Now they have got a vaccine for this COVID thingy. It took them a while to figure it out, but they did. As long as they get a jab in the arm every three months, then people will be alright. Well, I am so pleased, I have got my daughter to keep an eye on, plus my other children, I am looking out for them too, making sure they are OK.
I am starting to feel a bit weary now, I do still get a bit tired, but I feel fitter every day. I meet lots of new people, and some friends and relatives I used to know before. I am so happy now, and glad that everything has gone back to normal for the people who are still below.
"Historic Case: Foo Fighter Downed?"
Bill was sitting in a comfy armchair when his wife Dolly showed me into the living room. He was dozing next to a small table with an old photo of himself next to a Lancaster bomber. I wanted to interview him to learn about his time during World War II. He looked quite frail now, but back then he was a well-built mechanic/handyman; the photo showed him smiling with pride next to the Lancaster, his muscular arms folded.
He woke suddenly with a start.
"Sorry Bill, I’m Robert Lewis from The Highgrove Times," I held out my hand for him to shake.
"Uh, oh yes, I remember."
"Would you like a cup of tea before we start? Dolly’s making me one."
"Yes, son, let me wake up a bit. Takes me a while to come to nowadays."
"I’ve been looking at your photo. You looked like a body-builder back then."
"We didn’t need to lift weights in those days, hard graft built muscles!"
Dolly came in with my tea.
"Oh, you’re awake now. I suppose you want a cup too?"
"Can’t let a guest drink alone, can we?"
"I wouldn’t mind sitting down myself. Robert, get yourself a dining chair to sit on, you’re making the place look untidy!"
I grabbed a chair and took my notepad and pen from my bag. "Shall we make a start?"
"OK, young man. What do you want to know?"
"Can you tell me about the time your squadron encountered Foo Fighters?"
"There’s actually more to this story than you think. We never told anybody about what really happened that day. As you know, I was a mechanic on the ground, but I knew that one of our Lancaster bombers heading back to base was being buzzed by three small Foo Fighters. Now, the ground crew were all out looking through binoculars watching the action as the bomber was approaching the airbase."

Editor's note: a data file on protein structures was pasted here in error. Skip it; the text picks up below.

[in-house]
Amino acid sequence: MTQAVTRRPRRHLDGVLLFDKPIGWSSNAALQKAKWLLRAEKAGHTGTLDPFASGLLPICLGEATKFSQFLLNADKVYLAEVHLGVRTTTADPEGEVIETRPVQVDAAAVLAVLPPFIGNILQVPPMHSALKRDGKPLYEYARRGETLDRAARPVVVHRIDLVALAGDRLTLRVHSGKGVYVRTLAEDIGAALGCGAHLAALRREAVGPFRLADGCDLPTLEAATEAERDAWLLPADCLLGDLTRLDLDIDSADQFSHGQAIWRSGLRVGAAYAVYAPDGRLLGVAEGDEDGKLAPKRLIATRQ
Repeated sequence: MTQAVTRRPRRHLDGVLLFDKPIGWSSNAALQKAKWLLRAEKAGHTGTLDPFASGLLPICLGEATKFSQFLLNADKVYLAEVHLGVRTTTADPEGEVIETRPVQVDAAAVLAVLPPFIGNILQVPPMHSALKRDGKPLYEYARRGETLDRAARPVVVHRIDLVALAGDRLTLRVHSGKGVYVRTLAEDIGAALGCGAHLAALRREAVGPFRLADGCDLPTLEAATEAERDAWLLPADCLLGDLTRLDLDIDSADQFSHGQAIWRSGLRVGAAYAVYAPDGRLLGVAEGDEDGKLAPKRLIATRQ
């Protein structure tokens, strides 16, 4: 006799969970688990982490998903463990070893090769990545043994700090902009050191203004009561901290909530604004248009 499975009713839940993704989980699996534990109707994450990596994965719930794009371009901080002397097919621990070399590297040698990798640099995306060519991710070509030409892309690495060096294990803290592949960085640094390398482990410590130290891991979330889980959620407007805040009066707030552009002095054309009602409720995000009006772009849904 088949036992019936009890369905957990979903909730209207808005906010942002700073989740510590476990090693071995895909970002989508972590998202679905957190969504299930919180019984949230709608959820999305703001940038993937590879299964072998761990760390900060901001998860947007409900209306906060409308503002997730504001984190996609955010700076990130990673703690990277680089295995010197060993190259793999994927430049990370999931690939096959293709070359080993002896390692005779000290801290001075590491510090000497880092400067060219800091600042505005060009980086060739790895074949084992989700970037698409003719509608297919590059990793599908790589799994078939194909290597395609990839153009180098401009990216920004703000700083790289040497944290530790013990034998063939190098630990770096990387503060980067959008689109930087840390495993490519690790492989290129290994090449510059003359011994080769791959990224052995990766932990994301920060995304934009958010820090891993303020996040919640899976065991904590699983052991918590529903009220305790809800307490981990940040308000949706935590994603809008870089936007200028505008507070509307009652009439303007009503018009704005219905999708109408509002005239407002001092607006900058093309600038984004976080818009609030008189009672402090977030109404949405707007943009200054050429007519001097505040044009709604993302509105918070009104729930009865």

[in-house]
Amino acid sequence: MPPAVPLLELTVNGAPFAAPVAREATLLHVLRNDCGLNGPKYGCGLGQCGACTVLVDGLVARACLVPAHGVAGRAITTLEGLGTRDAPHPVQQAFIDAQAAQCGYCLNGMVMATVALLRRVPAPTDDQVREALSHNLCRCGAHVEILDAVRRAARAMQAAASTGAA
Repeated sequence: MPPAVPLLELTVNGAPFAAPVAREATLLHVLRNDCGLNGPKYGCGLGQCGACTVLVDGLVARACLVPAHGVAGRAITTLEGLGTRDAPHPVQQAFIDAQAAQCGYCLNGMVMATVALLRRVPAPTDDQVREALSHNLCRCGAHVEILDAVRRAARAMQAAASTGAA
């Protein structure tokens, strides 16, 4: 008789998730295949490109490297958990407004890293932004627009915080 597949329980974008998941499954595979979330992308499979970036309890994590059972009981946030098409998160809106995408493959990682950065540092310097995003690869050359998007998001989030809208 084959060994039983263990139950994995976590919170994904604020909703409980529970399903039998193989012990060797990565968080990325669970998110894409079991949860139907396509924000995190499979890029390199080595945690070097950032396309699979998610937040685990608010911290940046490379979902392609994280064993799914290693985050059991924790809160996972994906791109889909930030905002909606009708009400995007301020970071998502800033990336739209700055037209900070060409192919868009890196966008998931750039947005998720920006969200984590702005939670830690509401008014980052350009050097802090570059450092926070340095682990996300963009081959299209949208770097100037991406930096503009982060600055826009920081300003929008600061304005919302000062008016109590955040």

"So the Foo Fighters followed the Lancaster back to the base?" I asked.
"Yes, our lads were running towards the gun emplacement thinking the base was under attack. Anyway, a lucky shot from the gunner’s turret on board the Lancaster managed to knock one of the Foo Fighters out of the sky, and it tumbled onto the runway. The rest of them disappeared in a flash."
Dolly came in from the kitchen and sat on the sofa with a cup of tea for herself. "Don’t mind me, I’ve heard it all before, a load of nonsense cooked up by those young pilots if you ask me."
"How many times do I have to tell you, we all saw it, not just the pilots!"
"So what happened next?" I asked.
"Well, this is quite serious. One of the off-duty pilots went over to touch it and some sort of force field badly burnt his hand. So, that’s when I went to fetch a pickaxe from the tool shed. I swung it down onto that shiny ball thing; it was only about two foot across."
"Did it have any windows?"
"No, but I didn’t get a good look until after I brought the pickaxe down on it. Then it broke in two halves, and we could see what it was."
"You actually broke into it?"
"Yeah, it didn’t take too much doing. I was strong back then. Anyway, we all gathered around and looked at this thing. It had controls, a small seat and a tiny fella was sitting in it."
"What a man?" I asked
"Well, he sort of looked like a man. A bit shrivelled; like he was old. But the funny thing was, he was wearing a Nazi uniform!"
"Was he alive?"
"Well, we poked him with a stick for a good ten minutes. He didn’t move. One of the lads went and got a mirror to put to his lips to check if he was breathing. Our Medical Officer packed him in ice, but the smell was so bad that the base Sergeant demanded his remains be burnt that same day."
"What happened to the craft?"
"The bigwigs took it away when they spotted it in the hanger. They said they would try and learn as much from it as they could. Course, we got a good telling off for not letting them know about the little fella, they said they could have done an autopsy on him, find out what he was, sort of thing"
I finished writing up my notes and drank another cup of tea before bidding Bill and Dolly goodbye. When I got back to the office the editor took one look at my story and tossed it straight into the nearest bin.